This is one of the most serious mistakes you can ever make. There’s nothing more frustrating than being pitched at. Customers are smart – they know when you are trying to help them and when you are trying to sell.
If your only focus is to cross-sell or up-sell while providing support/service, then forget about the customer altogether.
Your focus should be on building relationships with your customers and not just improving your average customer lifetime value.
Here are a few tips to get started with building relationships with your customers:
If possible, add a personalized touch to the conversations. Give them your office cell number and not the general customer support number. This neat trick always leaves a positive impression on customers.
Don’t beat around the bush. Politely acknowledge the fact that you don’t have the information and would revert them in a short time. No customers will appreciate you wasting your time. It’s always better to say I don’t know than to say the wrong thing.
“The key is when a customer walks away, thinking, ‘Wow, I love doing business with them, and I want to tell others about the experience.’“
So, when you don’t invest in those tools to provide customer service and support at the right time, they will write your brand off as a ‘poor customer service’ brand. Because guess what: customers can be demanding & unforgiving and they need you to be present at all times!
To help, make sure you are there for your customers, maybe not in person, but via chatbots, self-help knowledge base, or automated online chat support.
If your customer success and service team is looking for answers in the knowledge base or user manuals while a customer is waiting on a chat, call, or email, then you can assume that they are undertrained and are in desperate need of a refresher course.
Equipping your customer-facing employees with all the necessary information, soft skills, and tools will make them feel empowered and they will cater to your customers’ needs in the best way possible.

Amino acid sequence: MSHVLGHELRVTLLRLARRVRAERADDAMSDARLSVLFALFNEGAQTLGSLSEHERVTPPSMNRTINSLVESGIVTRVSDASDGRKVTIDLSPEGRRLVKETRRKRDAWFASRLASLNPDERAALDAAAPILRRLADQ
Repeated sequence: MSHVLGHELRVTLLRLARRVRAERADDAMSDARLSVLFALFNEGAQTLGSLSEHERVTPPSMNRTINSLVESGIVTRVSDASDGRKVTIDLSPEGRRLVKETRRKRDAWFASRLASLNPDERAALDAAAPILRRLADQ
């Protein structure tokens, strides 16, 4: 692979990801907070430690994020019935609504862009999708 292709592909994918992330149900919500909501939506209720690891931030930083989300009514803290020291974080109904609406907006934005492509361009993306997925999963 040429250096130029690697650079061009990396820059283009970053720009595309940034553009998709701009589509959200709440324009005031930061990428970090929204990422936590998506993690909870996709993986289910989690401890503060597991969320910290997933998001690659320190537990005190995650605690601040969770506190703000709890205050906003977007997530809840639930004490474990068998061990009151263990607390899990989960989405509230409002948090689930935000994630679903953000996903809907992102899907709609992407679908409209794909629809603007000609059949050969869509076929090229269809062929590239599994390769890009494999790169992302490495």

Have a proper and systematic approach to training your staff. Make sure the training sessions are ongoing and dynamic that takes into account individual improvement areas. Invest in tools to record the conversations between them and your customers to understand the missing links between what your customer needs and what your support staff knows.
“Customer service should not be a department. It should be the entire company.”
More than a department, it’s a culture. A culture of being there for your customers. A culture of adding value to every customer interaction. A culture of solving problems. A culture of listening.
Invest time in creating such a culture would give your brand the ultimate competitive edge. Because guess what, this is what every customer is looking for—a friendly customer representative that helps them with the right information so they can go about their day as planned.
Hazel is a freelance marketing writer who works with PRmention. Hazel has 6+ years of experience in writing about business, entrepreneurship, marketing and all things SaaS. Hazel loves to split her time between writing, editing, and hanging out with her family.